Moscow’s success at moving the South Stream project forward carries some important lessons for Western policymakers.  Too often, decision-makers in Washington, Ottawa and the capitals of Europe have been unable to set priorities and stick to a course of action when competing preferences have reared their heads.

The Kremlin, in contrast, decided that getting South Stream in place was more important than securing compliance with other Russian foreign policy goals.  Take Bulgaria.  Sofia never abandoned its goal of NATO and EU membership; it recognized Kosovo as an independent state; it continues to support further expansion of the Euro-Atlantic community eastward.  None of these actions please the Kremlin very much.  Yet these “failings” could be and have been overlooked in order to ensure South Stream’s success.

In all fairness, the Nabucco project was an uphill battle from the start.  But for it to have been successful, there had to be enough natural gas committed to make this pipeline cost-effective.  Azerbaijan alone could never have provided sufficient quantities; it would have also taken gas from other suppliers—and reaching some sort of arrangement with Turkey about how much gas would be sent onward to the heart of Europe.

What were the tradeoffs going to be?  Turkmenistan post-Turkmenbashi has not flowered into a liberal democracy, making cultivation of Ashgabat much more difficult.  Unresolved disputes between Azerbaijan and Turkmenistan over the delineation of their Caspian-sea sectors left no incentive for Baku to compromise in facilitating a line that could get Turkmenistan’s gas to Western markets without having to go through Russia—and there was no meaningful pressure from either Europe or Washington that could force a settlement.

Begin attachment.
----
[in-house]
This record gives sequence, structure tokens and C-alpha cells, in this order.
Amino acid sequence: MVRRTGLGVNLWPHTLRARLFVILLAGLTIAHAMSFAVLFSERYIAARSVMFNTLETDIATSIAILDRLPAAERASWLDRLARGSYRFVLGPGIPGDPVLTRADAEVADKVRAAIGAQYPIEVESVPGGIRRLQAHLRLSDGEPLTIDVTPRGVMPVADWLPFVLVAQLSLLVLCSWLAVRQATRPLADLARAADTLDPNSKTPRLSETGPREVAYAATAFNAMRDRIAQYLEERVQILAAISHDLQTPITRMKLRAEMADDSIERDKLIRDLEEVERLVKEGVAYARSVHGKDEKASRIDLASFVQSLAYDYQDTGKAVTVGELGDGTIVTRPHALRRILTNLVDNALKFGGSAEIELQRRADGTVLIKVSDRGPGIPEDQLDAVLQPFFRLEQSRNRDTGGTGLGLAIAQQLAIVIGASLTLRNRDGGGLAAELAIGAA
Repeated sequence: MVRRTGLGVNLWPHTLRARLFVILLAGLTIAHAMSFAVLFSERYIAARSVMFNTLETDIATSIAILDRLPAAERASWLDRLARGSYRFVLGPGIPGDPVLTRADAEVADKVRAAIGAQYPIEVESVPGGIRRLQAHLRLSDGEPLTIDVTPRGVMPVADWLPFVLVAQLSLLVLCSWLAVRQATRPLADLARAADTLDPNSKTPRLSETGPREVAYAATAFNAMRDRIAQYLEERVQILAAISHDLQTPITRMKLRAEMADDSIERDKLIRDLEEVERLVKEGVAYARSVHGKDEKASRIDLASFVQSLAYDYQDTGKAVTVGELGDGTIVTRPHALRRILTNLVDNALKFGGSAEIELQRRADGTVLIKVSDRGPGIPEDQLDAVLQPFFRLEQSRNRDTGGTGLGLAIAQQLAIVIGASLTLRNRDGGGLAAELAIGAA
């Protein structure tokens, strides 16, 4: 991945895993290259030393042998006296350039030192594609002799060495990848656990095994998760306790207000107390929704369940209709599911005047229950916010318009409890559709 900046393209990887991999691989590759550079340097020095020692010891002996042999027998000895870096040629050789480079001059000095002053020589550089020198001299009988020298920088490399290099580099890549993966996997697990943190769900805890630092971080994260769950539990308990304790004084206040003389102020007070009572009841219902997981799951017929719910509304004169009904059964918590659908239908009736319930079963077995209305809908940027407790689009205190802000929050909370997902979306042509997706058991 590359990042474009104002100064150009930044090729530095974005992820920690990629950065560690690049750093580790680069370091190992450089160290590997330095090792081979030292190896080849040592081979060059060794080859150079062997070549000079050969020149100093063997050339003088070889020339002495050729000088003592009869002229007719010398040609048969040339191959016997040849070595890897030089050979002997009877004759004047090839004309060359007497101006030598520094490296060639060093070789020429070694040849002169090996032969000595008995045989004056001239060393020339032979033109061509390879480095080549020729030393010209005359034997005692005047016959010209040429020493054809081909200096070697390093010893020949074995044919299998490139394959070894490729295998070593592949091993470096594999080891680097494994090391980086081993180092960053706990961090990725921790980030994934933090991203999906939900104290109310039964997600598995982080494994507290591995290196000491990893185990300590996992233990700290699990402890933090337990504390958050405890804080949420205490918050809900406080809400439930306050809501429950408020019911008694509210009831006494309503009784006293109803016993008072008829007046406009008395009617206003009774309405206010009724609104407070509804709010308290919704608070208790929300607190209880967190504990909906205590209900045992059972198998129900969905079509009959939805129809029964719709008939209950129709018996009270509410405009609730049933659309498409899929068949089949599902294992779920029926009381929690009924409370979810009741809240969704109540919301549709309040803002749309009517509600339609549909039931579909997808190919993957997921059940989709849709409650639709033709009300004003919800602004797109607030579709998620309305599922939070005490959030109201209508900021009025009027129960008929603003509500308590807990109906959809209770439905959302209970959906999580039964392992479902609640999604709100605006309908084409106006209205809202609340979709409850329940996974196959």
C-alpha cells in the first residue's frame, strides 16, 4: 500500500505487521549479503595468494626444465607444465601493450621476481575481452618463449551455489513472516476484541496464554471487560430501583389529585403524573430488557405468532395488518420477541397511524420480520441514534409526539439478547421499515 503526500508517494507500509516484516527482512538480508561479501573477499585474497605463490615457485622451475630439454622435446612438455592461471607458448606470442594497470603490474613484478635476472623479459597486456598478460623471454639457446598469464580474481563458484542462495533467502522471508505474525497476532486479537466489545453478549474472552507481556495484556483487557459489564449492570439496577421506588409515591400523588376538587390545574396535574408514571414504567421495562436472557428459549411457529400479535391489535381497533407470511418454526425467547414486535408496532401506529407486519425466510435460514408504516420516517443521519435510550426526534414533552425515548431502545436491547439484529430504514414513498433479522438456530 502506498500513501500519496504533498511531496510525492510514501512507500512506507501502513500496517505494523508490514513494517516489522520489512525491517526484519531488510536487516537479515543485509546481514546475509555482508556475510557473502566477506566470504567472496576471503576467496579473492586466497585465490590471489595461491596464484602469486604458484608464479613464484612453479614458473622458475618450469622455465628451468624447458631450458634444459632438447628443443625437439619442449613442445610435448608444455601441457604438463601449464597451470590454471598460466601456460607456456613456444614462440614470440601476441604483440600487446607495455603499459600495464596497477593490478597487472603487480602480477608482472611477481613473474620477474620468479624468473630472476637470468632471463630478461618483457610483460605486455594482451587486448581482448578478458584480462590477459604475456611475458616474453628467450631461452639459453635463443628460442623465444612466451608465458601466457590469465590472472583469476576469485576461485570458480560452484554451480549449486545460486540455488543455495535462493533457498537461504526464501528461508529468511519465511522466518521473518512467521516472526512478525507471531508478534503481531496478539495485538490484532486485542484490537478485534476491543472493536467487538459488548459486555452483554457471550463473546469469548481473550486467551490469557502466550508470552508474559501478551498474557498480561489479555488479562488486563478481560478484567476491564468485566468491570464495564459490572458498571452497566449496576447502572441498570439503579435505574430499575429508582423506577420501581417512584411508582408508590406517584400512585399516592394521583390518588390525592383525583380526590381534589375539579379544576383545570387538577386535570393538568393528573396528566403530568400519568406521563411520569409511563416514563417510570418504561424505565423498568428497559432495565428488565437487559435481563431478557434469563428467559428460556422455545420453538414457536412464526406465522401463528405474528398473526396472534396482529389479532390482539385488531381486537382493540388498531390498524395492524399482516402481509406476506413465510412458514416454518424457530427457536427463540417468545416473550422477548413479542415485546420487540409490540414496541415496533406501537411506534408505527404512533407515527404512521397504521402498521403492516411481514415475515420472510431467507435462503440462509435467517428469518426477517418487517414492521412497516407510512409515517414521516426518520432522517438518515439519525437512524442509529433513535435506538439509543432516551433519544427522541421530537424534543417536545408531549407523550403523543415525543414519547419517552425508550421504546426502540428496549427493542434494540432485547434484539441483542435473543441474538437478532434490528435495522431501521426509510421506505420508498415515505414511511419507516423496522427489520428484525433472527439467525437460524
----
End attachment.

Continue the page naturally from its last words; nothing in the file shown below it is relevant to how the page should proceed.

Ongoing sanctions against Iran made an extension line from Turkmenistan to Turkey a non-starter.  They also meant that no Western government could countenance even an informal arrangement where Iranian gas might compensate Turkey so that more gas flowing through Nabucco would reach other European markets.

Agreements still haven’t been reached on what benefits Turkey might derive from the Line-A set percentage of gas and transit fees or whether it would be able to obtain energy at reduced prices.  And to avoid plunging Iraq into greater political chaos than it already faces, there could be no early recognition of near-Kurdish sovereignty over its territory to commit early on the gas resources of the north into Nabucco, meaning it took until 2009 to even begin to lay the foundation that might permit Iraqi-Kurdish gas to reach Europe at some point in the future.

Gazprom’s newfound willingness to offer cash on the barrelhead for Turkmen and Kazakh gas led to Kazakhstan’s permission to construct a new pipeline that will feed gas from Central Asia into Russia’s export network.  The United States Senate offers verbal support, but Washington is no closer to brokering the tradeoffs that would be necessary for Nabucco to get off the ground.

Nabucco was first proposed more than seven years ago, in February 2002.  But no country kept its “eyes on the prize.”  For five years, little progress was made.  South Stream was announced in 2007—and Russia ever since has made this project a national priority, devoting financial and diplomatic resources to leapfrog ahead of Nabucco.

Europe’s growing thirst for energy means that at some point, even under a reduced scheme, the Nabucco line – or some variant of it – will get built.  But by the time that happens, the new Russian pipelines will already be operational, and other projects will be supplemental to Gazprom’s dominance of the European markets as opposed to genuine alternatives to it.

The wages of a lack of focus and a lack of vision?

Nikolas K. Gvosdev, an Atlantic Council contributing editor, is on the faculty of the U.S. Naval War College.  The views expressed are his own and do not reflect those of the Navy or the U.S. government.